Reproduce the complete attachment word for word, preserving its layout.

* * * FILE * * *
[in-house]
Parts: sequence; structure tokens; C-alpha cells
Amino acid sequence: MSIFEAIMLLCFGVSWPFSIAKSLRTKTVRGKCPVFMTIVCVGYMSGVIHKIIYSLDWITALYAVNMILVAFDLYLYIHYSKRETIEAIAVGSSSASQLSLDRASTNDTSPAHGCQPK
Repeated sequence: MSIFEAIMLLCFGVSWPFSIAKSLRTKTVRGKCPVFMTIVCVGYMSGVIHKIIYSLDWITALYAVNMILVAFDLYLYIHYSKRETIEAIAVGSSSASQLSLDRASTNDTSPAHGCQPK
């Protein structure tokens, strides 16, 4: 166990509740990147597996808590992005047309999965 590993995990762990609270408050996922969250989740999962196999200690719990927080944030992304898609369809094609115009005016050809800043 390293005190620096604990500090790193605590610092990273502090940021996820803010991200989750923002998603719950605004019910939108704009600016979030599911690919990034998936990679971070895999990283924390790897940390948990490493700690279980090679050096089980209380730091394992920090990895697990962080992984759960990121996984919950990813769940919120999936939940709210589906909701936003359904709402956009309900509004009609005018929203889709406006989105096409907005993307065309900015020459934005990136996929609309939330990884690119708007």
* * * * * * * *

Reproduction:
[in-house]
Parts: sequence; structure tokens; C-alpha cells
Amino acid sequence: MSIFEAIMLLCFGVSWPFSIAKSLRTKTVRGKCPVFMTIVCVGYMSGVIHKIIYSLDWITALYAVNMILVAFDLYLYIHYSKRETIEAIAVGSSSASQLSLDRASTNDTSPAHGCQPK
Repeated sequence: MSIFEAIMLLCFGVSWPFSIAKSLRTKTVRGKCPVFMTIVCVGYMSGVIHKIIYSLDWITALYAVNMILVAFDLYLYIHYSKRETIEAIAVGSSSASQLSLDRASTNDTSPAHGCQPK
């Protein structure tokens, strides 16, 4: 166990509740990147597996808590992005047309999965 590993995990762990609270408050996922969250989740999962196999200690719990927080944030992304898609369809094609115009005016050809800043 390293005190620096604990500090790193605590610092990273502090940021996820803010991200989750923002998603719950605004019910939108704009600016979030599911690919990034998936990679971070895999990283924390790897940390948990490493700690279980090679050096089980209380730091394992920090990895697990962080992984759960990121996984919950990813769940919120999936939940709210589906909701936003359904709402956009309900509004009609005018929203889709406006989105096409907005993307065309900015020459934005990136996929609309939330990884690119708007």